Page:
Lazygamer Retro Wednesday: Vectrex

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Remember when playing a console meant you hogged the TV from mum and dad? Then having to stop playing so they could watch TV. How does one fix this problem in 1982? A console with a built in screen!

Is it not the most glorious thing you've ever seen

That right there, is the Vectrex. It’s a big, black box with a ten inch Samsung monochrome CRT screen, fitted vertically like a teeny tiny arcade system. It was marketed as a home arcade system, featuring games similar to those found in the arcades. What made the Vectrex special? Well, besides having its own screen, it used vector graphics which are very clean and crisp looking, and allowed for some convincing wireframe 3D effects.

vector_vs_raster

The difference between vector graphics and traditional raster graphics is that vector graphics simply draw a line between two points on the x and y axis on the screen. So all the graphics are essentially made of of straight lines, but what you get in return is really sharp and fluid graphics. Lines can be scaled without loss of quality, as seen in the example above .You really have to see one with your own eyes to see how bright and smooth Vectrex games are. Although they were black and white, games came with colour overlays that you put over the screen. 

It's basically a really small and fat CRT television.
When the Vectrex is running there is an audible buzz sound from the screen. This is due to poor shielding from the speakers, which causes a whining noise. The screen has a very noticeable flicker too, so it is important to not play for too long and in a well lit room. Despite the pretty graphics, the Vectrex is likely to give you a headache!

super simple stuff

The controller is super simple. Four digital buttons and a strange analogue stick with a lot of travel on it. It’s not exactly comfortable, as the stick is way too tall, you tend to grip it similar to a traditional joystick. The analogue controls allowed for finer movement, which wasn’t always necessary for the calibre of game, but nice to use nonetheless. It provided a really superb level of visual response and feeling of control, near instantaneous, similar a pong console. The digital buttons are kind of spongy and awful, but serviceable for most games. A second controller port is available, but the 2nd controller was sold separately, the 1st controller is hardwired onto the console.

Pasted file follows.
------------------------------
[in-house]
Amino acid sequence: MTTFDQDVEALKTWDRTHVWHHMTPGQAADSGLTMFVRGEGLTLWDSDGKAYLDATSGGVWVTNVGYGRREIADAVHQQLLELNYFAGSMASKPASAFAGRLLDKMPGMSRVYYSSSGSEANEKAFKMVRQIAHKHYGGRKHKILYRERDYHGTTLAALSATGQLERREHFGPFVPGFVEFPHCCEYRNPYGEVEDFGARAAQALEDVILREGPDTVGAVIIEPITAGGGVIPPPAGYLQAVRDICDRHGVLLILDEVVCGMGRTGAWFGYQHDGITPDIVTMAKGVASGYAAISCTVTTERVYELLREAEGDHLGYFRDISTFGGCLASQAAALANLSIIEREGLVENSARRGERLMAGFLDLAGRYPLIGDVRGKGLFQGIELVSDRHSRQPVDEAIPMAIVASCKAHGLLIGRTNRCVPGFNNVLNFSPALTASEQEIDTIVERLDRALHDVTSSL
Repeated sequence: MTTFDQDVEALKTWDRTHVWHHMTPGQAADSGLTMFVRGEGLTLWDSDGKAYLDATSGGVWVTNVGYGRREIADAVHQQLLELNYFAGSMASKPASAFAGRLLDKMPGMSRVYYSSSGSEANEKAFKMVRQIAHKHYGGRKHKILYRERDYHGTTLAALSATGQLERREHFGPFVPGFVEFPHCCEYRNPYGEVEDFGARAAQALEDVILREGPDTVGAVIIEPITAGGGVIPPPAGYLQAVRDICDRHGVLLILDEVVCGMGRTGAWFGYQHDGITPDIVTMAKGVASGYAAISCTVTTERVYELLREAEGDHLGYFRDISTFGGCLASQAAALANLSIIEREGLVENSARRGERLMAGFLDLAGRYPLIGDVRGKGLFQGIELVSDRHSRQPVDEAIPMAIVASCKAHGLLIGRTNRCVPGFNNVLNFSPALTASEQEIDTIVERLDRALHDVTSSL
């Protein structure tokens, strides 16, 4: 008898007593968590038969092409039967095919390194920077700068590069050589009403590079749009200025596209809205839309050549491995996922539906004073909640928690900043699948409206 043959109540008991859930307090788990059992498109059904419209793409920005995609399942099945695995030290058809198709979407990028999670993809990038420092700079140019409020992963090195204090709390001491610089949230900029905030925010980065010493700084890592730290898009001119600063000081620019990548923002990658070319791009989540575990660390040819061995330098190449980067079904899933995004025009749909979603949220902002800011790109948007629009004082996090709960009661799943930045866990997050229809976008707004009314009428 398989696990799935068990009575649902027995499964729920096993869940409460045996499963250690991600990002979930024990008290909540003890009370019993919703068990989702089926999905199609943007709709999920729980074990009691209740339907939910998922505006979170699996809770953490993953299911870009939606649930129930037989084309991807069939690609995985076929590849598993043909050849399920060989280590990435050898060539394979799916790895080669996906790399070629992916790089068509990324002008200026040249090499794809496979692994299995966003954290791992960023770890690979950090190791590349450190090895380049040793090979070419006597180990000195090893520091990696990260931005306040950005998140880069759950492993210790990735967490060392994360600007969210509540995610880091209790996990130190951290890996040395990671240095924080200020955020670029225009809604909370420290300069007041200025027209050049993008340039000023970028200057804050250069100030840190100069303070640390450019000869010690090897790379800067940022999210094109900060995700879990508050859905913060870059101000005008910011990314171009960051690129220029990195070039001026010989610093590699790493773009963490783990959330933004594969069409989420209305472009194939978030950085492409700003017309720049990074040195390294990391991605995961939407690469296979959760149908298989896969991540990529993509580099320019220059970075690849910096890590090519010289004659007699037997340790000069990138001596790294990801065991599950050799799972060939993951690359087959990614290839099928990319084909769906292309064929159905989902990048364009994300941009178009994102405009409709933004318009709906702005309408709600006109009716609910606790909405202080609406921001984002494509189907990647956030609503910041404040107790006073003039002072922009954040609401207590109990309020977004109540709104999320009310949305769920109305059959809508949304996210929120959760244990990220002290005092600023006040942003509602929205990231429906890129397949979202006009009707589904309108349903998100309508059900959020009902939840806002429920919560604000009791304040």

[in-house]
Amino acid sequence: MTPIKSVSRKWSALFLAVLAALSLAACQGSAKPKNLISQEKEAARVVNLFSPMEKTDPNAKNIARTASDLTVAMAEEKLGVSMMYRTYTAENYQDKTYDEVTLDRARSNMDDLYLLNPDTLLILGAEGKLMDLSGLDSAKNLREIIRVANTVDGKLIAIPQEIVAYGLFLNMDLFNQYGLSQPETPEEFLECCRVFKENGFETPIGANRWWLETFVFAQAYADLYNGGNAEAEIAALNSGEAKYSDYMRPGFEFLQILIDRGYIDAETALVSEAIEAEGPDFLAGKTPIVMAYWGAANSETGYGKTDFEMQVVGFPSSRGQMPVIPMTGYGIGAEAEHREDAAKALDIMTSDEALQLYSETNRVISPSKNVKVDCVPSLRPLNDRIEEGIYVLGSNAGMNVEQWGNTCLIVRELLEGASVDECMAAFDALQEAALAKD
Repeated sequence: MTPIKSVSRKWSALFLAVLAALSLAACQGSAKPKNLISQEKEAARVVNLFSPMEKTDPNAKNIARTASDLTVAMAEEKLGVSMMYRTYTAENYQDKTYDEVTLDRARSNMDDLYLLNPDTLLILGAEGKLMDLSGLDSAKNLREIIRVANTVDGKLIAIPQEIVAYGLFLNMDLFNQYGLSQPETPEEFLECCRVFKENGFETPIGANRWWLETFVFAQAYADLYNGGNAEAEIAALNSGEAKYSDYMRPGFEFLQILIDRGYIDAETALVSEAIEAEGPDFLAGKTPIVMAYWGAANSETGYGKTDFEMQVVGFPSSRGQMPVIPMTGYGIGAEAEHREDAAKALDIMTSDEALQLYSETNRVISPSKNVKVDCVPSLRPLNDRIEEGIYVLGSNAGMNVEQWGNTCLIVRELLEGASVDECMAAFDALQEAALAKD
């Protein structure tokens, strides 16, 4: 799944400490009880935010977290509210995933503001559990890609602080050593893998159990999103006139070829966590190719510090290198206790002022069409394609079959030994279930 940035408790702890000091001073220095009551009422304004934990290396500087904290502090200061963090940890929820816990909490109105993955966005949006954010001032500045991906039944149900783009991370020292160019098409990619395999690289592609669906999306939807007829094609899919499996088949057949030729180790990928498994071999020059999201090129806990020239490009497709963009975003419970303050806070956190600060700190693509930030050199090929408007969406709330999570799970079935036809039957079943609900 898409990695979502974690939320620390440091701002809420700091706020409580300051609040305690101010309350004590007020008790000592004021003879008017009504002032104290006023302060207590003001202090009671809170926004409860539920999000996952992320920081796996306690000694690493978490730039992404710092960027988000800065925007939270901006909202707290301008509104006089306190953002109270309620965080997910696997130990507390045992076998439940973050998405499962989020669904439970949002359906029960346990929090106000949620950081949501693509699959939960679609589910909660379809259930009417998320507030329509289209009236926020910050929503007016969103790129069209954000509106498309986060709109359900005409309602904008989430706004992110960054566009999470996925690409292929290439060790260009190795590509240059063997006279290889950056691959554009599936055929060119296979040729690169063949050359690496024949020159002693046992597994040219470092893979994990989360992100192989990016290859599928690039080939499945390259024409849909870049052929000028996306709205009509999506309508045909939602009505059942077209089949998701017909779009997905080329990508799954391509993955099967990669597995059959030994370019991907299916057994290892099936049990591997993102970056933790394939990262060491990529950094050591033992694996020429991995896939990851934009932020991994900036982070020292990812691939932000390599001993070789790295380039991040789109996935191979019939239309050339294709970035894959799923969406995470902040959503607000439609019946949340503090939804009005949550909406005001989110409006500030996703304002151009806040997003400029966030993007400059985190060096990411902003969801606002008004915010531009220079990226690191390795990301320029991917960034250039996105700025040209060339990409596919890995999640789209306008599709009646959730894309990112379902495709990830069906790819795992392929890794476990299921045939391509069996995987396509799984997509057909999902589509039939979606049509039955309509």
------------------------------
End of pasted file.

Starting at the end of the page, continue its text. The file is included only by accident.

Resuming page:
Cartridges are inserted on the side of the unit

In terms of power, it was no slouch either. It used a relatively advanced Motorola 6809 8-bit microprocessor clocked at 1.5mhz and a General Instrument AY-3-8910 capable of 3 channel sound and dynamic effects. This chipset would later be implemented in home PC’s like the Atari ST.         

This static picture does not do the Vectrex justice

The games were mostly ports of arcade games, and good ones at that. The one built in game ‘Minestorm’ is a really similar game to arcade game Asteroids where you destroy all of the mines to move onto the next screen. A funny story about Minestorm is the fate of the sequel, Minestorm II. There was a game breaking bug at level 13 where the game would crash suddenly. If players reported the bug to Milton Bradley or GCE, the two distributors of the Vectrex, they would receive Minestorm II for free.

However, only a few people knew about the bug, due to the difficulty of actually getting to level 13, as well as consumers not actually being aware of the deal from the distributors. So Minestorm II is in turn the rarest game for the system. Other great games to check out on the Vectrex are Berserk, a port of the arcade classic, Scramble, a space shooter, and Bedlam, a shooter similar to Tempest 2000, but in reverse. It’s also worth playing Spike, a platformer with surprisingly clear digitised voices, and quite possibly one of the earliest games with actual cutscenes.

Bedlam
The console was reasonably priced, about $199 (AUD) which was on par with the popular Atari 2600. Despite its affordability and a pretty strong library of games, the video game crash of 1983 doomed the Vectrex, and everything else. A very crappy and unfortunate end for a very capable console. The Vectrex still lives on via homebrew software, with people still creating programs and carts for it.

Ok, so how much does a Vectrex cost today? About the same really. A good condition model will set you back around $200 (AUD).That might sound expensive, but for games you can get custom made multi-carts with the entire library of games officially released for the system, as well as some homebrew stuff for about $90 (AUD), which is damn good value if you ask me.

Blue and orange, nice colour theory Vectrex

So if you really want to go old school arcade, but want something cheaper and out of the ordinary, picking up the truly unique Vectrex is definitely the way to go.

Last Updated: March 5, 2014

stephens

Once upon a time, in a land long forgotten, I wrote for this site. The details were gobbled up by an errant database, so instead you’re reading this painfully obtuse default bio.

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